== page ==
One cheap, simple way to test yourself for possible allergies is to test your pulse, as described by Dr. Arthur Coca, MD in his book, “The Pulse Test“. According to the Vancouver Naturopathic Clinic, besides wheat, the most common foods to trigger a reaction are milk, rye, barley, oats, egg, corn, potatoes, paprika, soy, MSG (flavor enhancer), tomatoes, eggplant, bell peppers, hot peppers, baker’s yeast, brewer’s yeast, orange, beef, pea, bean, fish, sugar, plum, fowl, melon, carrot, sweet potato, grape, peanut, pineapple, beet, spinach, strawberry, cinnamon, garlic, black pepper, vanilla, and artificial sweeteners. Not everybody is sensitive to all of these, of course. Each person is individual


Davis MD, William, “Wheat Belly“, Rodale, 2011
Perlmutter MD, David, “Grain Brain“, Little Brown, 2013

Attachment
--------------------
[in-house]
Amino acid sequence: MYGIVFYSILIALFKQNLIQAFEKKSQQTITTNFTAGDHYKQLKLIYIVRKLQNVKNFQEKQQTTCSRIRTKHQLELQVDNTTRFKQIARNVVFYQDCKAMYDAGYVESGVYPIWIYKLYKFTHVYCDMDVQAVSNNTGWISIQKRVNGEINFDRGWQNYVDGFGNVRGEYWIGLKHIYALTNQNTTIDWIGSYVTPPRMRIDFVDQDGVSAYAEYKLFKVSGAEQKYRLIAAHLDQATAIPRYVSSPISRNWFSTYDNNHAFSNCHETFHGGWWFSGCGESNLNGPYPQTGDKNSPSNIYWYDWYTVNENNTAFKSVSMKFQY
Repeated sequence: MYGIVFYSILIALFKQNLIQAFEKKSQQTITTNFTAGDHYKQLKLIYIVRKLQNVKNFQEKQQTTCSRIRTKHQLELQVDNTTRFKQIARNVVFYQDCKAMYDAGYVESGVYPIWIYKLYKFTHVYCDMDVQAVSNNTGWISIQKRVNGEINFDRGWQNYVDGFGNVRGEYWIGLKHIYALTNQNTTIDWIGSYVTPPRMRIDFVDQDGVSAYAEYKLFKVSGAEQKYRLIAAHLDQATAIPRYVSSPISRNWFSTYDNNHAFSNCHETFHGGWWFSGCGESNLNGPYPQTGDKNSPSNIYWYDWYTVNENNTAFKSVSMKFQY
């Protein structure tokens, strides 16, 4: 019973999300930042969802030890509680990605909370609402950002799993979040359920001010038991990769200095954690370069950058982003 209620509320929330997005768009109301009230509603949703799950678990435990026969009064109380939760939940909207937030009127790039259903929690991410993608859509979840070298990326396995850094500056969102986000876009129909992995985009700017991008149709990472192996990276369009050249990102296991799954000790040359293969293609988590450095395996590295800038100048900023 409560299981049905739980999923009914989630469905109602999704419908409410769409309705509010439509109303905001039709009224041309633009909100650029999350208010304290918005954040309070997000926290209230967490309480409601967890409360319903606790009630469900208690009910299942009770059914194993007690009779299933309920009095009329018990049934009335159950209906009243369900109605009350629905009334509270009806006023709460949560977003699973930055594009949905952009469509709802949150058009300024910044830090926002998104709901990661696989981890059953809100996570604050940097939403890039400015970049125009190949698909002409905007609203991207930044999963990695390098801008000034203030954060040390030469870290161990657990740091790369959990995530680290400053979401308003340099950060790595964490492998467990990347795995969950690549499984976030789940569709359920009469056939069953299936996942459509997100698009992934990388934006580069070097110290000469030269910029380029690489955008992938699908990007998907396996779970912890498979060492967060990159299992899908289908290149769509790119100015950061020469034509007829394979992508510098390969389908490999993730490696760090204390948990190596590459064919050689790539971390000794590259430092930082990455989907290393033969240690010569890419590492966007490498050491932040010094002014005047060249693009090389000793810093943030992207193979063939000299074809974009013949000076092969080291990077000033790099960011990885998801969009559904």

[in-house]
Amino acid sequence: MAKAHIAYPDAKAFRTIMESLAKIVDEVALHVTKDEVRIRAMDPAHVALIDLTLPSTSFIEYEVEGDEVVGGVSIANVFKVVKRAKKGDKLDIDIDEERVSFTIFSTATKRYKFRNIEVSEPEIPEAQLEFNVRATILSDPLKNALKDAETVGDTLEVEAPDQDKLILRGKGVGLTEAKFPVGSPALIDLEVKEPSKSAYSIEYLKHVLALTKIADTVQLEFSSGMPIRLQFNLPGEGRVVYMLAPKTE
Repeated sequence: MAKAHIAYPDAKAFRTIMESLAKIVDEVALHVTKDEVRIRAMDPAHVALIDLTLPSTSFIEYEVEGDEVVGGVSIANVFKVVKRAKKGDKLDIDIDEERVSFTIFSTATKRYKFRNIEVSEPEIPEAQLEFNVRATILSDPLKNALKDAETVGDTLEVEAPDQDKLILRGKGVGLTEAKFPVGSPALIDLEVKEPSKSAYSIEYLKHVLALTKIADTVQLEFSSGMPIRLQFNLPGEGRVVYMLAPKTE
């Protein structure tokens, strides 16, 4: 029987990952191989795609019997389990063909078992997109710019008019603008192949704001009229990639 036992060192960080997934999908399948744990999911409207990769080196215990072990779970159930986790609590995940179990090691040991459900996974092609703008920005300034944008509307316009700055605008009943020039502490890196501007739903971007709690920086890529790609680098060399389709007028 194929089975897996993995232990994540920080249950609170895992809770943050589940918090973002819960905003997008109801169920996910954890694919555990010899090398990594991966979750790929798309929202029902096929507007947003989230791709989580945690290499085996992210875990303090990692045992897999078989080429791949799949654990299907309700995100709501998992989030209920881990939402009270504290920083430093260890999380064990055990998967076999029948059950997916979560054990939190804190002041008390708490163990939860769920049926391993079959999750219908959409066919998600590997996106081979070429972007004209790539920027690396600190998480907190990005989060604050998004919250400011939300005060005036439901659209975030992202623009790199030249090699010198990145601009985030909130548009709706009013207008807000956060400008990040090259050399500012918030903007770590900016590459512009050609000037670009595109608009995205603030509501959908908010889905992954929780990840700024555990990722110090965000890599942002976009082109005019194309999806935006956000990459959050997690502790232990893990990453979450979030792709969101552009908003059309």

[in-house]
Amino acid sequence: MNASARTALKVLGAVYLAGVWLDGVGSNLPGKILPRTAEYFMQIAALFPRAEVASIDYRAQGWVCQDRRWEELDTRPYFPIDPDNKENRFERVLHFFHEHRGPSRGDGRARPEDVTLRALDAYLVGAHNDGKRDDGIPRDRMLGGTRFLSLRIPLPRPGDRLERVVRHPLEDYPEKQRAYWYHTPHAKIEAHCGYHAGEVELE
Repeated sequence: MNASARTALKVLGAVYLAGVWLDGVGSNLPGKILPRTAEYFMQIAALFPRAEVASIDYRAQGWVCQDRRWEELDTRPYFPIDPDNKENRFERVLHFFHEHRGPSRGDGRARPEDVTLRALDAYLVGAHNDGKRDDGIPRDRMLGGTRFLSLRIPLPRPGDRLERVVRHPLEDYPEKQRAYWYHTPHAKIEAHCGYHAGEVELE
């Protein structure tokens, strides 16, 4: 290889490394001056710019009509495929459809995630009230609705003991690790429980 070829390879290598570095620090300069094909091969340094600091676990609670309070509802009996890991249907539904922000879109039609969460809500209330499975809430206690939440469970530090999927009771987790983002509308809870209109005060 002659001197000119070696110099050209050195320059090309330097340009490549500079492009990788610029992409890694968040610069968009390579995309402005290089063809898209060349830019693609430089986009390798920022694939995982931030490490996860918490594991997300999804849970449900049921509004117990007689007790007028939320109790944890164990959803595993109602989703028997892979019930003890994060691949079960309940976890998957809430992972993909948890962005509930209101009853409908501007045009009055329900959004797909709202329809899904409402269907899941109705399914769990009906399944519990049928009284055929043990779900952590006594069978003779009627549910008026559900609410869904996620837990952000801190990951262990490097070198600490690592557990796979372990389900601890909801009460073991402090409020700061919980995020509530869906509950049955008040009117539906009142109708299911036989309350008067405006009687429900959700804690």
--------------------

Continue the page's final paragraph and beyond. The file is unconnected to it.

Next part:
Osborne MD, Peter, “No Grain. No Pain.“, Atria, 2016
Gundry MD, Dr. Steven, “The Plant Paradox: The Hidden Dangers in ‘Healthy’ Foods, Harper Wave, 2017

GreenMedInfo on wheat

Antinutritive effects of wheat-germ agglutinin and other N-acetylglucosamine-specific lectins“, The British Journal of Nutrition 1993 Jul;70(1):313-21. PMID: 8399111

Vander Heiden M, Cantley C, Thompson B., “Understanding the Warburg Effect: The Metabolic Requirements of Cell Proliferation“, Science. 2009;324(5930):1029-1033.